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Friday, January 28, 2011

Questions From A Prospective Vet Student, Part 2

Continuing the answers to Jasmine's questions, here are the next ones....

Also, I am undeclared in regards to what my major and minor are at the moment, and I was wondering what would be the preferred major in order to benefit me most if I did pursue becoming a vet? I have a strong love for English as well, I might take English as my minor, but I'm not sure if that is recommended for this type of career... Are there many areas where a minor in English would be useful? 

I can only really speak from experience with US veterinary schools, but I would imagine that in other countries it would be the same or similar.  Honestly, your major doesn't completely matter.  In the US the admissions office looks at whether or not you have taken and passed specific courses, and don't look at your overall major.  Each veterinary school will have slightly different entry requirements, so you should check with each one you plan to apply to.  Since most of the required courses are in the fields of biology, chemistry, and mathematics,certain majors definitely make it easier to take these courses.  The most common majors are Biology and Animal Science, as the requirements for these majors will already have you taking most or all of the courses you need for entry into vet school.  However, I've known vets who majored in non-science disciplines in college, and even some who didn't receive a final undergraduate degree.  Even if you had an English major, as long as you took the required courses it wouldn't negatively affect your application to vet school, though it would take longer to make it through college since you would be taking so many courses outside of your major.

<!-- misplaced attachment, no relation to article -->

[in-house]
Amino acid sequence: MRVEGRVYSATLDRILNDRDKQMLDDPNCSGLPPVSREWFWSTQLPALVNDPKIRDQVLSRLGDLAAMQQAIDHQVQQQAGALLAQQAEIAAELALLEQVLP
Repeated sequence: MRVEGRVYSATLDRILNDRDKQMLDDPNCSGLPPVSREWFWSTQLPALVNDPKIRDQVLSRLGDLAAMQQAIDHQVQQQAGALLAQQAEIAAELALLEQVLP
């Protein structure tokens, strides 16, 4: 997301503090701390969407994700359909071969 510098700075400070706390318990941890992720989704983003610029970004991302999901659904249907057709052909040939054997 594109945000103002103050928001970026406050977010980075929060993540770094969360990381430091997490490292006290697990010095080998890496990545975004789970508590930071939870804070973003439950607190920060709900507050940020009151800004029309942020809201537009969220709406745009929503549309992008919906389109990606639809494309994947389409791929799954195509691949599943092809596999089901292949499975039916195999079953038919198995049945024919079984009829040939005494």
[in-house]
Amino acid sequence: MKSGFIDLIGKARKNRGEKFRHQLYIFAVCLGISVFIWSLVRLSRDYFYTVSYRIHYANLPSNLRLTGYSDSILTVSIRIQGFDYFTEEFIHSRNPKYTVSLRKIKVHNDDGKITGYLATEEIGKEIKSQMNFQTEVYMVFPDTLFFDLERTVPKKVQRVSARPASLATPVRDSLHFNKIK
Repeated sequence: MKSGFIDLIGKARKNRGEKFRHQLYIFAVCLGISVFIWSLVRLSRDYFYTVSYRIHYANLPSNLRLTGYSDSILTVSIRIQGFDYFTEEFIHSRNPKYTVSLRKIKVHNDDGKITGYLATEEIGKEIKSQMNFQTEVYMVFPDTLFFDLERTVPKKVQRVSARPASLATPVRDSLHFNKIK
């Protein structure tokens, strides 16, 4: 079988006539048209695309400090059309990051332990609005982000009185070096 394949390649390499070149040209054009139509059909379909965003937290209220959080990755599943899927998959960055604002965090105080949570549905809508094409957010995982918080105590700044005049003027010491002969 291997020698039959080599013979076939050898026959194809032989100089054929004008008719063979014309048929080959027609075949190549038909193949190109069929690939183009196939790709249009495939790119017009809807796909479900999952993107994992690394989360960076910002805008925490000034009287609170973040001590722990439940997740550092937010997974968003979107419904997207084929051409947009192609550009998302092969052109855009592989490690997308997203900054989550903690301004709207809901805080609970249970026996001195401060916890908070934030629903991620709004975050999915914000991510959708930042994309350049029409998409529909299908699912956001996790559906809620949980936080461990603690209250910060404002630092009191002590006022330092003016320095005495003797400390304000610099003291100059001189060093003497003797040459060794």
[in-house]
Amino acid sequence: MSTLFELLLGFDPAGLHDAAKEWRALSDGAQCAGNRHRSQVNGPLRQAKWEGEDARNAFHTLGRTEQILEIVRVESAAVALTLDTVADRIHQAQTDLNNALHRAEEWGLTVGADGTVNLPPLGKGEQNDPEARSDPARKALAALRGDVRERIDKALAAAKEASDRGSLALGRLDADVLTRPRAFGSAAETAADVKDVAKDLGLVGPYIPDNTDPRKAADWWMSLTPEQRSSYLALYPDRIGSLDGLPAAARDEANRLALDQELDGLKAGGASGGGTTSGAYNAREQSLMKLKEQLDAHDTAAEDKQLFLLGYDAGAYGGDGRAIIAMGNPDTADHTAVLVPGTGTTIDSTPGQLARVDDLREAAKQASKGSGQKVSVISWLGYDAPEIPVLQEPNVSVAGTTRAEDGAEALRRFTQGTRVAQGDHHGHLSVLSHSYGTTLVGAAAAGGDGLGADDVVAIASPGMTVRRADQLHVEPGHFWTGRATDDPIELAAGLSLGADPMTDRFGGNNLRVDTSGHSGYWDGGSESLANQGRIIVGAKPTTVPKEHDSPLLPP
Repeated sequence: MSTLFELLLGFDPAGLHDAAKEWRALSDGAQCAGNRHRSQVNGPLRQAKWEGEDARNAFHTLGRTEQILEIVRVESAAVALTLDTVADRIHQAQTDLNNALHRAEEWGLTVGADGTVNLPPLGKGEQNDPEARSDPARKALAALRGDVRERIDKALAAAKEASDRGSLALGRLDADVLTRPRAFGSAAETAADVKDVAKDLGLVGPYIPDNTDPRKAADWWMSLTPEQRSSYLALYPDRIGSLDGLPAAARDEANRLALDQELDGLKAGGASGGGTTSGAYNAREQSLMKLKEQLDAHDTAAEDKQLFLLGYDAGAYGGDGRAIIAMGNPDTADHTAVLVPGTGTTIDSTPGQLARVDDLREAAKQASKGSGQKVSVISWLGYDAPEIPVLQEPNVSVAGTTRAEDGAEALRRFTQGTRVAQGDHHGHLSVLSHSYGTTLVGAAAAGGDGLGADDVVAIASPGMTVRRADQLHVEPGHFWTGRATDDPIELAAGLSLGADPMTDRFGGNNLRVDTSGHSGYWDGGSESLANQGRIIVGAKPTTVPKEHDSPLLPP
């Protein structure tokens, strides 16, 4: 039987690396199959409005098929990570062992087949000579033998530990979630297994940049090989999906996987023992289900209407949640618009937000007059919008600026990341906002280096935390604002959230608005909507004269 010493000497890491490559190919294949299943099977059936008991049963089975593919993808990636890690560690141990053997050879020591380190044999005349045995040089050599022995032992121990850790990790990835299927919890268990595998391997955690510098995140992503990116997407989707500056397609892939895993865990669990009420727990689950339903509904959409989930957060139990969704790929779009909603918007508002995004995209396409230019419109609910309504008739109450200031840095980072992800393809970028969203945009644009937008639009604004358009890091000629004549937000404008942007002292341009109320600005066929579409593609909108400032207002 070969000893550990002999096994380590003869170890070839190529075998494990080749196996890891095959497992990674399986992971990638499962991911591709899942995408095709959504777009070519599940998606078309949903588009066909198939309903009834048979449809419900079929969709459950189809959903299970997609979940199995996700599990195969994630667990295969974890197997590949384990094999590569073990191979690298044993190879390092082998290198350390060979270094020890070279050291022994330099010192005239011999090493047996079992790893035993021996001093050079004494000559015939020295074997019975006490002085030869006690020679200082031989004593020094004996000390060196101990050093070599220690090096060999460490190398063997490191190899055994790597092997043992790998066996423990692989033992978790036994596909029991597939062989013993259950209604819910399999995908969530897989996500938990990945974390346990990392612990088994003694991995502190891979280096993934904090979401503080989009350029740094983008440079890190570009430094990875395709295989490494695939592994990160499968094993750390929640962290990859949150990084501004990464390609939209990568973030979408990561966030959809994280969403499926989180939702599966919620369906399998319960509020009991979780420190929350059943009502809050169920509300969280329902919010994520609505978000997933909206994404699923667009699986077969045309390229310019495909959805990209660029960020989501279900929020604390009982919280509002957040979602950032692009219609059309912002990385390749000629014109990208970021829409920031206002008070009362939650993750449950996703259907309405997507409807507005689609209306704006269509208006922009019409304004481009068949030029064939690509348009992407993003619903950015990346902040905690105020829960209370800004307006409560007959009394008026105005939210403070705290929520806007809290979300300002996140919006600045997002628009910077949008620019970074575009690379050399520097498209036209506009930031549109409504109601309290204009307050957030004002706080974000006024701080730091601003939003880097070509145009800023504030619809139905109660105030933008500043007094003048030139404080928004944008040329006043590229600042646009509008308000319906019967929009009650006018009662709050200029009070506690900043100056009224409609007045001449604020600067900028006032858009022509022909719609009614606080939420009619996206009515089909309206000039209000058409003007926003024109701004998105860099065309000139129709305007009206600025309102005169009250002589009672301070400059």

If you have a strong interest in English, you could consider trying to drive your career towards the veterinary publishing industry.  There are dozens of veterinary journals on the market, some strictly research-based and others intended more for general practice and as veterinary-specific news magazines.  Many of the editors are also veterinarians, as are the reporters and especially the consultants.  Moving in this direction would potentially take you out of daily practice, especially if you ended up as an editor, but would rely heavily on your English skills and may be something you would enjoy.  Even if you don't end up in publishing, good written and oral communication skills will benefit you greatly in daily practice and should never be underestimated.  If you really love English, I would encourage you to pursue at least a minor, simply for your personal satisfaction and enjoyment.

Tomorrow we finish Jasmine's questions.

1 comment:

  1. Agreed, the most important thing in college is to further develop your interests and find out what your passions are. Do what YOU want, not what you think admissions offices are going to want to see. Get as much clinical experience as possible to see if this is the right career for you, because it's extremely difficult work (not to mention lots of $$$) and nobody wants to go through that unless they're committed!

    I also suggest meeting with an advisor in a biology/animal science department who might be able to guide you as to which courses to take.

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